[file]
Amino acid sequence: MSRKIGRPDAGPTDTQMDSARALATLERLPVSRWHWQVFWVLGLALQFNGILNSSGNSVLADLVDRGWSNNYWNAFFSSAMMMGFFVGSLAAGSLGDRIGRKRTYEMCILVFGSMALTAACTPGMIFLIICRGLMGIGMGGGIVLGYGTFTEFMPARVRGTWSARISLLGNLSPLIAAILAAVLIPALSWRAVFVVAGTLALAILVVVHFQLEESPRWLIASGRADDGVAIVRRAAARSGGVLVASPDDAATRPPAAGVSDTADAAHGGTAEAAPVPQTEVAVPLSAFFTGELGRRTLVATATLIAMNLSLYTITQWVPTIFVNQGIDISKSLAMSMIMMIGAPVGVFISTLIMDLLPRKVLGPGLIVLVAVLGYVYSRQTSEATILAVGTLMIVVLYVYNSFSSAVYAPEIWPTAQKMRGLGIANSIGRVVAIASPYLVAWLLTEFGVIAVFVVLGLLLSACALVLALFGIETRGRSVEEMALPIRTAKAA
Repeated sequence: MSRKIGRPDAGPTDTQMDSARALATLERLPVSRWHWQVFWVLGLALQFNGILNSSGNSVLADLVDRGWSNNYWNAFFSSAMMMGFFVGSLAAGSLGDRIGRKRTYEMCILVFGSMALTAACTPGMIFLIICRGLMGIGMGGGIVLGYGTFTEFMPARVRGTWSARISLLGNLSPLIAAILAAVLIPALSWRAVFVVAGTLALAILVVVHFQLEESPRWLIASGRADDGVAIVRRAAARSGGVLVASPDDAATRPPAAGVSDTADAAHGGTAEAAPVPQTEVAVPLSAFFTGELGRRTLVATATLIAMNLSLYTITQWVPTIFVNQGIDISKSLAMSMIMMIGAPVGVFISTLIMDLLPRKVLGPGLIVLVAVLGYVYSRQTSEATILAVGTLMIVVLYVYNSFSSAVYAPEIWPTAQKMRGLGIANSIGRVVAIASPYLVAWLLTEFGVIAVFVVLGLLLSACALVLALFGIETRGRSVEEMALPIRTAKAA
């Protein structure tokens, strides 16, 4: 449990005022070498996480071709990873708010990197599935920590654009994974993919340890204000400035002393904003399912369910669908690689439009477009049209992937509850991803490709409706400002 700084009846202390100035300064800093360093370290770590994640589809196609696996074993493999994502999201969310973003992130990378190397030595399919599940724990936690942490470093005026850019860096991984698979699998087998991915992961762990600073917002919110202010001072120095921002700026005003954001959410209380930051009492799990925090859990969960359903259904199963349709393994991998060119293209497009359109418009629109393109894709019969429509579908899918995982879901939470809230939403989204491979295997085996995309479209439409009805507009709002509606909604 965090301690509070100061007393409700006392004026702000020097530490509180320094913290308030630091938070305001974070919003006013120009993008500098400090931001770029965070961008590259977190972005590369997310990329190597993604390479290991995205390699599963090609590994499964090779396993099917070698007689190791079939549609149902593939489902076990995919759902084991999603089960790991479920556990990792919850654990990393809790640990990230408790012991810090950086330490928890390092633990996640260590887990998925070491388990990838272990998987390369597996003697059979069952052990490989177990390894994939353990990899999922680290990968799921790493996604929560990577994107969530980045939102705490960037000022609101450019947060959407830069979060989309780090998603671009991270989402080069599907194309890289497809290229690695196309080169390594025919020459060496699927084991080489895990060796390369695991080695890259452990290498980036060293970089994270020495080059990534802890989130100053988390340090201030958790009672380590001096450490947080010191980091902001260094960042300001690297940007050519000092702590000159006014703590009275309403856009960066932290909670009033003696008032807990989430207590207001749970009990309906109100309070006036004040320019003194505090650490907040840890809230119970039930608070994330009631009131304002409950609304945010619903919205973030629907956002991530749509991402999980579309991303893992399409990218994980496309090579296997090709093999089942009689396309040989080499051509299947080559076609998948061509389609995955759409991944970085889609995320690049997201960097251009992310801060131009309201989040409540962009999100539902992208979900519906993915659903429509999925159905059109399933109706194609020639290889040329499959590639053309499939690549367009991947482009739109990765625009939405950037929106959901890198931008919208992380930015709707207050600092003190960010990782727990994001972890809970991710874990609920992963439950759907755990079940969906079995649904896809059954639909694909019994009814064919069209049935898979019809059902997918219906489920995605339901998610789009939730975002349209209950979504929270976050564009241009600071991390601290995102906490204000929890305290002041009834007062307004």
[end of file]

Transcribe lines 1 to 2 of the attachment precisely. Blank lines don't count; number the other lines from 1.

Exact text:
Amino acid sequence: MSRKIGRPDAGPTDTQMDSARALATLERLPVSRWHWQVFWVLGLALQFNGILNSSGNSVLADLVDRGWSNNYWNAFFSSAMMMGFFVGSLAAGSLGDRIGRKRTYEMCILVFGSMALTAACTPGMIFLIICRGLMGIGMGGGIVLGYGTFTEFMPARVRGTWSARISLLGNLSPLIAAILAAVLIPALSWRAVFVVAGTLALAILVVVHFQLEESPRWLIASGRADDGVAIVRRAAARSGGVLVASPDDAATRPPAAGVSDTADAAHGGTAEAAPVPQTEVAVPLSAFFTGELGRRTLVATATLIAMNLSLYTITQWVPTIFVNQGIDISKSLAMSMIMMIGAPVGVFISTLIMDLLPRKVLGPGLIVLVAVLGYVYSRQTSEATILAVGTLMIVVLYVYNSFSSAVYAPEIWPTAQKMRGLGIANSIGRVVAIASPYLVAWLLTEFGVIAVFVVLGLLLSACALVLALFGIETRGRSVEEMALPIRTAKAA
Repeated sequence: MSRKIGRPDAGPTDTQMDSARALATLERLPVSRWHWQVFWVLGLALQFNGILNSSGNSVLADLVDRGWSNNYWNAFFSSAMMMGFFVGSLAAGSLGDRIGRKRTYEMCILVFGSMALTAACTPGMIFLIICRGLMGIGMGGGIVLGYGTFTEFMPARVRGTWSARISLLGNLSPLIAAILAAVLIPALSWRAVFVVAGTLALAILVVVHFQLEESPRWLIASGRADDGVAIVRRAAARSGGVLVASPDDAATRPPAAGVSDTADAAHGGTAEAAPVPQTEVAVPLSAFFTGELGRRTLVATATLIAMNLSLYTITQWVPTIFVNQGIDISKSLAMSMIMMIGAPVGVFISTLIMDLLPRKVLGPGLIVLVAVLGYVYSRQTSEATILAVGTLMIVVLYVYNSFSSAVYAPEIWPTAQKMRGLGIANSIGRVVAIASPYLVAWLLTEFGVIAVFVVLGLLLSACALVLALFGIETRGRSVEEMALPIRTAKAA